Tuesday, October 4, 2011
According to a ScienceDaily report from yesterday (03.10.2011), a new ozone layer hole 3 times the size of Germany has opened on the Arctic during the winter. Between 18 and 20 kilometres up, over 80 per cent of the existing ozone was destroyed. The hole was similar in size to those seen in Antarctica in the 1980s.
The stratospheric ozone layer protects life on Earth from the sun's harmful ultraviolet rays. Depletion of the ozone layer allows more ultraviolet radiation to reach the surface. Increases in UV radiation are known to have harmful effects on living things (more particularly causing skin cancer, high blood pressure and general discomfort).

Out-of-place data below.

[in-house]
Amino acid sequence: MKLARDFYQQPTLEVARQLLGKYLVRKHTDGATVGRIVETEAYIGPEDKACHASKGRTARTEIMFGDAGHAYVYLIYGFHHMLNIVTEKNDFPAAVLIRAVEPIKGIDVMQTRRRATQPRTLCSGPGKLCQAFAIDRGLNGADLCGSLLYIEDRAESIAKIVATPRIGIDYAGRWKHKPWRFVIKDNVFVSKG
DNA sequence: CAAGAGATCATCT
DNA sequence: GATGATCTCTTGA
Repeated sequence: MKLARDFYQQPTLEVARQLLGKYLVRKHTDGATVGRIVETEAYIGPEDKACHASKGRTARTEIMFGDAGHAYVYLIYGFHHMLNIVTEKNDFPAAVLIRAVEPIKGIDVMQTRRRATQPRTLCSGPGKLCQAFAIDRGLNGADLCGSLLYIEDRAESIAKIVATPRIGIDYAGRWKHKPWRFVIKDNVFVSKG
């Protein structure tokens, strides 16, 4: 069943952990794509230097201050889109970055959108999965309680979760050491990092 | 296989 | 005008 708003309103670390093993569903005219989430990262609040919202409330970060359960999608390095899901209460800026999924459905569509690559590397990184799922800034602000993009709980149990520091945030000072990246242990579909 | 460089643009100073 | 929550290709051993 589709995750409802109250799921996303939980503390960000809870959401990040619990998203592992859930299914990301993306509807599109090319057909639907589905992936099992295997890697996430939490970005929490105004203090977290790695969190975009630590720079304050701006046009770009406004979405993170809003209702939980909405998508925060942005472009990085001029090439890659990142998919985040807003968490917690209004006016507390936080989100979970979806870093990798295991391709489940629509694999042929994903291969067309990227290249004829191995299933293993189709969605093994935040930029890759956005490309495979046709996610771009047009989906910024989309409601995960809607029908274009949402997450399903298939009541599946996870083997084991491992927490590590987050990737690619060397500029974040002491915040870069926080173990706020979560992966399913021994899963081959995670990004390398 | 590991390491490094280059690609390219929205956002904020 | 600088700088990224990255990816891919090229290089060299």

The ozone hole forms when extremely cold conditions trigger reactions that convert atmospheric chlorine from human-produced chemicals into forms that destroy ozone. The scientists found that at some altitudes, the cold period in the Arctic lasted more than 30 days longer in 2011 than in any previously studied Arctic winter, leading to the unprecedented ozone loss. Further studies are needed to determine what factors caused the cold period to last so long.
I leave this to you, my readers.